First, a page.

Up next in How to Make the Most of Your Cellphone (28 videos)
Make the most of your cellphone with these Howcast videos, which teach you how to send a ringtone to your phone; get pictures from a phone to a computer; block calls from unknown phone numbers; send pictures from a computer to a cellphone; track a cellphone; send pictures to Facebook from a cellphone; get Twitter on your phone; and much more.
You Will Need
- Battery life
- Battery temperature
- Strange phone activity
- Coded messages
- Background noise
- Unusual transmissions
- Unusual interference
- Serving Area Interface (SAI)
- Wiretap detection service
- Battery monitoring phone app (optional)
Check battery life
Take note of the lifespan of your battery. The phone's battery gets used when it's sending voice or text information to the source of the bug, or if someone is remotely activating the microphone. If the battery life is suddenly significantly shorter than it used to be -- even after getting a new battery -- your phone may be bugged.
Feel your phone
Check the temperature of your phone. The battery in your cell gets warm when it's being used, so, when you haven't been on the phone, if the phone feels warm, it may have been in use without your knowledge.
Monitor strange activity
Monitor unusual activity by your phone. If your phone suddenly starts turning on and off by itself, has difficulty shutting down or won't shut down at all, it may be subject to unauthorized use.
Watch for coded text messages
Watch for coded text messages. If you get a text message that seems like data coding, with numbers and symbols instead of words, this could indicate misdirected attempts at data transmission by someone else.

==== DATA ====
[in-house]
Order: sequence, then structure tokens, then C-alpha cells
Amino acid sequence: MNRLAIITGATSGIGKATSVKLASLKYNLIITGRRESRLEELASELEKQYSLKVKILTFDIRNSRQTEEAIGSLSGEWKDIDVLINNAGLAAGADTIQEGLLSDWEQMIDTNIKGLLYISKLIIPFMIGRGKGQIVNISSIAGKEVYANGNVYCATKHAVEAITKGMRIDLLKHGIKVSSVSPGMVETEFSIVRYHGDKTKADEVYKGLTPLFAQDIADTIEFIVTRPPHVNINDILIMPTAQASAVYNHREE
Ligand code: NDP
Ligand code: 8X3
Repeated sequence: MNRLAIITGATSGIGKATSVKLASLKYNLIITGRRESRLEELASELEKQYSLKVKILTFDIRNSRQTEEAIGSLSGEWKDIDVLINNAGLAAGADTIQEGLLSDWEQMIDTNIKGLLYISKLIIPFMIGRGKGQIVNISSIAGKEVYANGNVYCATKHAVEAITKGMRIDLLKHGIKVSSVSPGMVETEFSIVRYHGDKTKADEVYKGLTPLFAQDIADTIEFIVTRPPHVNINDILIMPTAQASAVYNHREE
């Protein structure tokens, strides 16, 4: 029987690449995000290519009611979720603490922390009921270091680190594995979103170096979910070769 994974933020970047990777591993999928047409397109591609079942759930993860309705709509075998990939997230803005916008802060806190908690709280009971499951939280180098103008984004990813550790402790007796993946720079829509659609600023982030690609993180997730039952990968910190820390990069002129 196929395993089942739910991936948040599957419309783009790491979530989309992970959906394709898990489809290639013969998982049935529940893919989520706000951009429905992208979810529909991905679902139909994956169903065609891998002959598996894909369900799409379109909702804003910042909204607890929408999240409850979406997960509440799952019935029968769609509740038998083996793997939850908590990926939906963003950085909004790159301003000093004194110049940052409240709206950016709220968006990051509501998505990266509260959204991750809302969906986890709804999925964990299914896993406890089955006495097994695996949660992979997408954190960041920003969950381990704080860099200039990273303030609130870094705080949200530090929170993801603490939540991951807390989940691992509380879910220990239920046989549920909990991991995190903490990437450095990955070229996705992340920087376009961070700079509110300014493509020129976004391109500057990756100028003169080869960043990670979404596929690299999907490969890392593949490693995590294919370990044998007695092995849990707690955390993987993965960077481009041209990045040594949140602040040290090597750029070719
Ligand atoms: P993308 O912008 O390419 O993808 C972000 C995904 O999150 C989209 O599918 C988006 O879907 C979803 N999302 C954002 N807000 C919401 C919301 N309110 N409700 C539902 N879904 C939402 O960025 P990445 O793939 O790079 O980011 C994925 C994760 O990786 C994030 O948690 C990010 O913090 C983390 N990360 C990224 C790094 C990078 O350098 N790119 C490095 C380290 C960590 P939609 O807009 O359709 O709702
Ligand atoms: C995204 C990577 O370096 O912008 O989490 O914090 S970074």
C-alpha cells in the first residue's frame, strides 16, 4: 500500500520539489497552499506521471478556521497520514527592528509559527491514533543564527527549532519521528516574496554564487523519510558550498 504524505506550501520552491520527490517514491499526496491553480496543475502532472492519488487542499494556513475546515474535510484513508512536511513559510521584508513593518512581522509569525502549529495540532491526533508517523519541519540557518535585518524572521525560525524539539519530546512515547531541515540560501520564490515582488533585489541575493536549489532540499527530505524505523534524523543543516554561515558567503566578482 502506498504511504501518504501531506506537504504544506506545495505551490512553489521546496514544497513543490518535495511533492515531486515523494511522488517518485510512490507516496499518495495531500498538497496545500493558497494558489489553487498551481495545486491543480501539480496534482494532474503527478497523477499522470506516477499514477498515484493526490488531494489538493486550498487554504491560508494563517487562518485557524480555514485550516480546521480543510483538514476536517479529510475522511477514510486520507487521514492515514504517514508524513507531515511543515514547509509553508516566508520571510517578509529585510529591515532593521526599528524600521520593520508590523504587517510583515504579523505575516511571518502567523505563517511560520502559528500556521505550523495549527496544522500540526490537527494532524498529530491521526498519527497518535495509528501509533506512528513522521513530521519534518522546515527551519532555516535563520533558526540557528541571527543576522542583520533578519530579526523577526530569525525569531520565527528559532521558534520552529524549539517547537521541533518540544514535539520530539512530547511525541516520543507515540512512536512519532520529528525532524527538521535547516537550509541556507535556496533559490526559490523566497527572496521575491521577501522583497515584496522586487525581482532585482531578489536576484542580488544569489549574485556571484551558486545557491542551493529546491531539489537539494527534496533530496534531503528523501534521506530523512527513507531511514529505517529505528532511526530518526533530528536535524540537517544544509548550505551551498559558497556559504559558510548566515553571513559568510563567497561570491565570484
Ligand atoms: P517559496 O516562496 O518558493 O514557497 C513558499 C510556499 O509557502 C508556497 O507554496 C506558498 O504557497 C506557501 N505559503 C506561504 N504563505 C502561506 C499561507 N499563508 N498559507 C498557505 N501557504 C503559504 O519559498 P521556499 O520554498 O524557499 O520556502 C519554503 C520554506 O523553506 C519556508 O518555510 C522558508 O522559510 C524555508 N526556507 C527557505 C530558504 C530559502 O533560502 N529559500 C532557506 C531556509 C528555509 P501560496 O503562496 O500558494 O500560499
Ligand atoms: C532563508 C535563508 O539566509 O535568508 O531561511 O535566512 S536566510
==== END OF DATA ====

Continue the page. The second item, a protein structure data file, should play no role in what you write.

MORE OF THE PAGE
Listen for background noise
Listen for background noise when you're on a call. Echoes, static, or clicking sounds may be caused by line or transmission interference, or by equipment used by someone tapping your call.
Pay attention to your phone bill
Inspect your phone bill every month. If it indicates a spike in text or data transmission, someone else may be using it.
Look out for unusual interference
Watch nearby electronic equipment. It is common for phone transmissions to interfere with signals from other phones, computers, radios, and televisions. However, if electronic interference occurs when you're not using the phone, it may be in use by someone else.
Determine whether your land line is tapped
Find out if your land line is tapped by locating your Serving Area Interface, also known as a B-Box or cross-connect box. Determine which pair of wires, known as the cable pair, are associated with your phone number, and see if there are any duplicate lines or electronic devices connected to them.
Hire a company to perform a sweep
Hire a company to perform a wiretap detection sweep. Many companies offer such services, but they typically only pick up devices being used on your premises.